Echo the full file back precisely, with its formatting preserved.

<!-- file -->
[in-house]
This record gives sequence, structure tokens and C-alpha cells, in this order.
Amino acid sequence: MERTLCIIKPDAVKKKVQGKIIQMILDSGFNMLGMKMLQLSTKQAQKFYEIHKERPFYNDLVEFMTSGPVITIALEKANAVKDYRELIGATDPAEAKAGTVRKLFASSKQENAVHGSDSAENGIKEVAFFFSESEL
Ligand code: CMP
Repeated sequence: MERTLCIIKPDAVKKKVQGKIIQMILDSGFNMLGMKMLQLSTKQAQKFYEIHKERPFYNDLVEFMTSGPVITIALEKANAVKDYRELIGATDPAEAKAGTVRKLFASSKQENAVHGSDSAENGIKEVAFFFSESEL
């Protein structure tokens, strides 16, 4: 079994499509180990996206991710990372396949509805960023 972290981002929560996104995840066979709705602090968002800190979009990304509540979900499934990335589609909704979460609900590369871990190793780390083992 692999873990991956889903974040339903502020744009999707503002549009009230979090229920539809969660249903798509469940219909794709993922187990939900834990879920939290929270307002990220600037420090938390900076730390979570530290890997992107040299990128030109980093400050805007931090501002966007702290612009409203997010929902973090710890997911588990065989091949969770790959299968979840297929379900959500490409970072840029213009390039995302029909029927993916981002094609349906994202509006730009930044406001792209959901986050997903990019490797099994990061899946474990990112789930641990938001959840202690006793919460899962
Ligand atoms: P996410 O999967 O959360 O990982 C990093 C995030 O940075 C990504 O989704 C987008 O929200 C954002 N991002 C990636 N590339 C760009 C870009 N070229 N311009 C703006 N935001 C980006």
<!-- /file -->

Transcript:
[in-house]
This record gives sequence, structure tokens and C-alpha cells, in this order.
Amino acid sequence: MERTLCIIKPDAVKKKVQGKIIQMILDSGFNMLGMKMLQLSTKQAQKFYEIHKERPFYNDLVEFMTSGPVITIALEKANAVKDYRELIGATDPAEAKAGTVRKLFASSKQENAVHGSDSAENGIKEVAFFFSESEL
Ligand code: CMP
Repeated sequence: MERTLCIIKPDAVKKKVQGKIIQMILDSGFNMLGMKMLQLSTKQAQKFYEIHKERPFYNDLVEFMTSGPVITIALEKANAVKDYRELIGATDPAEAKAGTVRKLFASSKQENAVHGSDSAENGIKEVAFFFSESEL
């Protein structure tokens, strides 16, 4: 079994499509180990996206991710990372396949509805960023 972290981002929560996104995840066979709705602090968002800190979009990304509540979900499934990335589609909704979460609900590369871990190793780390083992 692999873990991956889903974040339903502020744009999707503002549009009230979090229920539809969660249903798509469940219909794709993922187990939900834990879920939290929270307002990220600037420090938390900076730390979570530290890997992107040299990128030109980093400050805007931090501002966007702290612009409203997010929902973090710890997911588990065989091949969770790959299968979840297929379900959500490409970072840029213009390039995302029909029927993916981002094609349906994202509006730009930044406001792209959901986050997903990019490797099994990061899946474990990112789930641990938001959840202690006793919460899962
Ligand atoms: P996410 O999967 O959360 O990982 C990093 C995030 O940075 C990504 O989704 C987008 O929200 C954002 N991002 C990636 N590339 C760009 C870009 N070229 N311009 C703006 N935001 C980006």